Sow factors affecting piglet mortality

 

Nutrition of gestation sows

 

On 5 (28.5%) farms concentrates  were fed adequately and the amount fed was increased during the last fortnight of gestation.  This is essential so as to allow the foetus to accumulate energy reserves (Leman et al 1992).  Only swill and garbage were fed to the sows on 2 farms (11.1%), although these feeds were normally given to fatteners.  On the latter farms, all the sows under study were sold because of poor condition, after the first cycle.  Apart from two Government farms, on the remaining 16 farms very often the ration of pregnant sows included cooked or uncooked swill and very less concentrates as the farmers found it to be more economical to feed swill.  The nutrition of gestating sows is considered to be very important as an inadequate supply of milk to piglets can cause a high rate of preweaning deaths due to starvation.  One hundred and eight (26.2%) deaths of piglets was due to starving piglets that were unable to get sufficient milk from both agalactic sows and those affected by perihypogalactic syndrome (PHS) (Table 3).  PHS which was observed in 18 (18%) sows could be associated with nutrition and not to infectious causes, since mastitis was detected on only one affected sow.  A few farmers resorted to fostering the piglets from agalactic to other sows but this did not reduce mortality.  Nutritional deficiencies could also have been responsible for small, non-viable piglets which were the cause of 77 (18.9%) of the total deaths for the 3 cycles combined and for a peak of 25.4% in the second cycle.

 

Hereditary factors

 

Sow factors also included although to a lesser extent, hereditary factors which must have been associated with deaths of piglets due to atresia ani and to splay legs (Leman et al, 1992), as well as to mismothering and savaging.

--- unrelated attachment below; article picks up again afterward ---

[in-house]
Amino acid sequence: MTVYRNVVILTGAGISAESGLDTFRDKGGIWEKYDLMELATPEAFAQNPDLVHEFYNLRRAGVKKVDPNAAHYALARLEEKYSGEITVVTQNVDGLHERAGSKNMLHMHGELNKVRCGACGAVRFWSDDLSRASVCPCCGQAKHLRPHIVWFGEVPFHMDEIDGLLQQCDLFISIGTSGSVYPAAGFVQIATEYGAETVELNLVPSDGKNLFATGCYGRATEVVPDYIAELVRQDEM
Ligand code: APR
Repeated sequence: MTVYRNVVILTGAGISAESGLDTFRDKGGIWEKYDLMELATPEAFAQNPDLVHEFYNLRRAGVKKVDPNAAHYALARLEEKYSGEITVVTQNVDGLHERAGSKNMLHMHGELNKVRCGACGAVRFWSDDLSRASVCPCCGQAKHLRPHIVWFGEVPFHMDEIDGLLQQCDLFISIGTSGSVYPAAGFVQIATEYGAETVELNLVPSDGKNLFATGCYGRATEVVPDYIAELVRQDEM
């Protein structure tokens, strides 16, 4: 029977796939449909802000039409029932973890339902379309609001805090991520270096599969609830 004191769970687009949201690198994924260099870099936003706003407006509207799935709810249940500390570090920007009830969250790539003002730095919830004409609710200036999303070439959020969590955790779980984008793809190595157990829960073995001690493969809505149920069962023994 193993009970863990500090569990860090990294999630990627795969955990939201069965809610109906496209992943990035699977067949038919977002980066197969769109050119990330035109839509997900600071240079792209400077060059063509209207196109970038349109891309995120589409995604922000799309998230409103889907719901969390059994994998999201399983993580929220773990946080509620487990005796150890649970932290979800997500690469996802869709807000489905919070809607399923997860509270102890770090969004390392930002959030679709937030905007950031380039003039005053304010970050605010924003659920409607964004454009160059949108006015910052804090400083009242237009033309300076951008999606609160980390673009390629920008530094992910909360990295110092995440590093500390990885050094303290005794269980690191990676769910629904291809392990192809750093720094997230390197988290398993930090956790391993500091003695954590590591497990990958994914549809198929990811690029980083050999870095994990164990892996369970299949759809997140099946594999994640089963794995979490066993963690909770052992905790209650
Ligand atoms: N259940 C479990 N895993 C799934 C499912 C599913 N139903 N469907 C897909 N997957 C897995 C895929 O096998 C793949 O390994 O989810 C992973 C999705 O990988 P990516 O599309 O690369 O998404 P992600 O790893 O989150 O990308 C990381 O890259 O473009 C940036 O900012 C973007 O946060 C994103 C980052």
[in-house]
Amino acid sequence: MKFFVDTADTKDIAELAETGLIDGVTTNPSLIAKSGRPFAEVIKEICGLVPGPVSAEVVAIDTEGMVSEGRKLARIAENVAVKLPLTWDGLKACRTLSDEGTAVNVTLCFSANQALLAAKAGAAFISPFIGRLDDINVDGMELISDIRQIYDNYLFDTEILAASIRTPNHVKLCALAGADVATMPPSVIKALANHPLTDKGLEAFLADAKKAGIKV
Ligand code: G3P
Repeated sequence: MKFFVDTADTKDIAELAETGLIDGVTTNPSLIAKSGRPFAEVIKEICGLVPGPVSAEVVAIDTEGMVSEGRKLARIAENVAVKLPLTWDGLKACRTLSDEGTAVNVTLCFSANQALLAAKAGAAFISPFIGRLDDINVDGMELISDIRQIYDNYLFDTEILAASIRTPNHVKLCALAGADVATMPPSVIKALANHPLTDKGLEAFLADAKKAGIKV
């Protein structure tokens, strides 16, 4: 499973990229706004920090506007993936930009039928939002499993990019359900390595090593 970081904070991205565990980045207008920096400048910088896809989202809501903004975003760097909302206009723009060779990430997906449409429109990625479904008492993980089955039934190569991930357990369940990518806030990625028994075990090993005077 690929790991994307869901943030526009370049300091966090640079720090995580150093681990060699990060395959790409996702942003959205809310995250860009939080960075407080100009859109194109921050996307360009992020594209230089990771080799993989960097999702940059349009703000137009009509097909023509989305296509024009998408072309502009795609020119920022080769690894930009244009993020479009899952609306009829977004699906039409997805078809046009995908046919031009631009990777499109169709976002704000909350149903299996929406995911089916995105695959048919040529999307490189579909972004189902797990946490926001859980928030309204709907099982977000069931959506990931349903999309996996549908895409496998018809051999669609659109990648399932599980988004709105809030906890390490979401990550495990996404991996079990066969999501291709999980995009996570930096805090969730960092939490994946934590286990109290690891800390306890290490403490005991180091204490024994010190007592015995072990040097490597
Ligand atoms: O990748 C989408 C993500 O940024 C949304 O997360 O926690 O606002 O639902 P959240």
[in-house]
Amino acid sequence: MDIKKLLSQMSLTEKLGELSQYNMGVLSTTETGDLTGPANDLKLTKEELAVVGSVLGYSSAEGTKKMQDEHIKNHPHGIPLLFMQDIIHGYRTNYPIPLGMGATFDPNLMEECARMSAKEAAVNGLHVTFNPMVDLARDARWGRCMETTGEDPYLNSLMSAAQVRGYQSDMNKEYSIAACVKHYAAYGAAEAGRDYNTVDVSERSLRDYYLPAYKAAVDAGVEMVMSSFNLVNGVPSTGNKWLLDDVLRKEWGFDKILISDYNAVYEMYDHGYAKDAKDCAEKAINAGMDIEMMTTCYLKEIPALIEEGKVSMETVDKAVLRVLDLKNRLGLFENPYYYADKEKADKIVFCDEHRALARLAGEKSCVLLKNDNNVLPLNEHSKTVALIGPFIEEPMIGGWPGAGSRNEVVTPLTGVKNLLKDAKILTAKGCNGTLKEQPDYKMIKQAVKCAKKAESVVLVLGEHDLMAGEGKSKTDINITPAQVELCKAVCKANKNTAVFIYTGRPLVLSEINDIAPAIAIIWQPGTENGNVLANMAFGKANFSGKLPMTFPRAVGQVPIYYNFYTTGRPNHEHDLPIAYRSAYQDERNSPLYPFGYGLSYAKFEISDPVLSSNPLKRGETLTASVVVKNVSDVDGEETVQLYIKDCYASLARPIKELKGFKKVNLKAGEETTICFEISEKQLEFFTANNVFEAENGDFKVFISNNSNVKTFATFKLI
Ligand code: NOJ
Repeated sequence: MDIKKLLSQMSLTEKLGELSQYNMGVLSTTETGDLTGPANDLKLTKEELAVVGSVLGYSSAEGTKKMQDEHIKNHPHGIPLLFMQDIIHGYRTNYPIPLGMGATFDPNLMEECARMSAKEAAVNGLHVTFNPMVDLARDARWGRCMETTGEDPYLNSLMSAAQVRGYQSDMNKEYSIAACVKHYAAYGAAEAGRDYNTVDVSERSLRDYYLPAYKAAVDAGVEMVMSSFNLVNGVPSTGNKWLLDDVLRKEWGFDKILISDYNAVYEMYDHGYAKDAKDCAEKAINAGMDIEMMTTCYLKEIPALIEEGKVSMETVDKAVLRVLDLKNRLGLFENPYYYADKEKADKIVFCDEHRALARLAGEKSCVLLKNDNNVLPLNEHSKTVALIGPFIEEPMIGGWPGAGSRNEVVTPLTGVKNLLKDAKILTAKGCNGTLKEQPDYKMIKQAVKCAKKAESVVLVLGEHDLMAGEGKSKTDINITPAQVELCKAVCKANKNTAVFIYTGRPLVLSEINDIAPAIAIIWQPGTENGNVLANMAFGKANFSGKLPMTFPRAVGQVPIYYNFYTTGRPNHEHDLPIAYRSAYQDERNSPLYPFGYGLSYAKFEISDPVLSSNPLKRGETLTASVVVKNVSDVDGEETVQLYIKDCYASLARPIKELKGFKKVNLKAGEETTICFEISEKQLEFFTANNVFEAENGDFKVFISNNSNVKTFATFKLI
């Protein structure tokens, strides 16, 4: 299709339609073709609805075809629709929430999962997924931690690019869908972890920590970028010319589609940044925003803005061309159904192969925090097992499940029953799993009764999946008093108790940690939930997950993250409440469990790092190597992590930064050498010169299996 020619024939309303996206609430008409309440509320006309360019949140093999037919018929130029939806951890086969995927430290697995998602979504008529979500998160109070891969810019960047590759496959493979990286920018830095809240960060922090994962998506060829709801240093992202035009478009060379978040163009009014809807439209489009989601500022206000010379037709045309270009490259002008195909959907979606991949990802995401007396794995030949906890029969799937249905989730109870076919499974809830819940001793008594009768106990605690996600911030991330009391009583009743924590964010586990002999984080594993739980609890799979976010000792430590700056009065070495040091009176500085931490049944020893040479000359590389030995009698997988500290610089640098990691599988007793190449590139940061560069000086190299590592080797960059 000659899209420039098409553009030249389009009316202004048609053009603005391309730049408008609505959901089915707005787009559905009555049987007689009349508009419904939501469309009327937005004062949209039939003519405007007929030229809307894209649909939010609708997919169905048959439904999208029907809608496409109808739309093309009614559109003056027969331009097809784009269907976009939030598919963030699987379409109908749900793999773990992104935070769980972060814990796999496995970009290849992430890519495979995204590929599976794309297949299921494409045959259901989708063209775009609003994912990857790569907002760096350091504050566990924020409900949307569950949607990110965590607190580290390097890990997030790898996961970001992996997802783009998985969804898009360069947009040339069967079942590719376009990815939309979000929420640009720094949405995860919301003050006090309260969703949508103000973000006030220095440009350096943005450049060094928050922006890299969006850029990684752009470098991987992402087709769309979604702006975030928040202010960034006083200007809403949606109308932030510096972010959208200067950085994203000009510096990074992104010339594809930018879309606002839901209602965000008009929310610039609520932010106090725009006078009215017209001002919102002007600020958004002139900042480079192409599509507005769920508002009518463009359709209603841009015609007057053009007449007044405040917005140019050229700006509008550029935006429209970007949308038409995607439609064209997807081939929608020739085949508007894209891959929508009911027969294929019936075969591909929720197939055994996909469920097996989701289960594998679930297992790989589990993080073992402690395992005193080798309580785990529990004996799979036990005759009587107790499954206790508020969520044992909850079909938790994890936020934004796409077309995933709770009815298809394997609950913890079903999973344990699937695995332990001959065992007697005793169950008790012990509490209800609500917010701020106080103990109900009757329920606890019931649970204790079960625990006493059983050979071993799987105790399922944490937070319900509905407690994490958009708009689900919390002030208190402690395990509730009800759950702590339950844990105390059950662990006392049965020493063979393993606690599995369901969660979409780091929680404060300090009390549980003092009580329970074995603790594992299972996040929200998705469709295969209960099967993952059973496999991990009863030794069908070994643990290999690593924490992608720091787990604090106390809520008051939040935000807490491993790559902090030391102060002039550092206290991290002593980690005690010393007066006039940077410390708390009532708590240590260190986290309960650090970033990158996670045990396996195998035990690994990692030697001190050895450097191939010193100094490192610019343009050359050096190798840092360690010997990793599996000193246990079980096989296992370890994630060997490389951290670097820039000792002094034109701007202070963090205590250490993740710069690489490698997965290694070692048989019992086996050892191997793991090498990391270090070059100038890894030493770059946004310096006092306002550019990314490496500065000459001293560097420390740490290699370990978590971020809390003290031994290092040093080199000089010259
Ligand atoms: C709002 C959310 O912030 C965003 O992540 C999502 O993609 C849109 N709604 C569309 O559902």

Mortality in different climatic regions

 

From the range of mortality rates recorded in the study and the causes thereof in the super humid, humid and subhumid regions, it was not evident that mortality rates could be directly related to any particular region (Table 6).

 

CONCLUSION

 

Four main factors namely: feeding of gestating sows, arrangements in farrowing pens, sanitation and control of diarrhoea in piglets were closely associated with a relatively high preweaning piglet mortality rate.  The main causes of deaths were identified as overlay, non viable piglets, starving, insufficiency of milk for suckling piglets and enteritis.  The preweaning death losses in piglets could be considerably reduced if farmers would improve sow nutrition, provide well-designed farrowing crates, disinfect farrowing pens and attend promptly and efficiently to scouring piglets.

 

ACKNOWLEDGEMENTS

 

The author gratefully acknowledges the assistance received from the Division of Veterinary Services, Ministry of Agriculture, Food Technology and Natural Resources; Mr V. Vally, Assistant Research Scientist, Livestock Research Department, AREU; the Commissioner of Prisons; the Manager of Federation Young Farmers and all the farmers who allowed access to their farms and supplied information.

 

REFERENCES

 

Leman AD, Straw BE, Mengeling WL, D’Allaire S, Taylor DJ.  1992.  Diseases of swine, Iowa State University Press/AMES, IOWA, USA.

 

RAO AN et al.  1992. Mortality pattern in piglets - a statistical analysis. Indian Journal of Animal Science Vol.63 (7).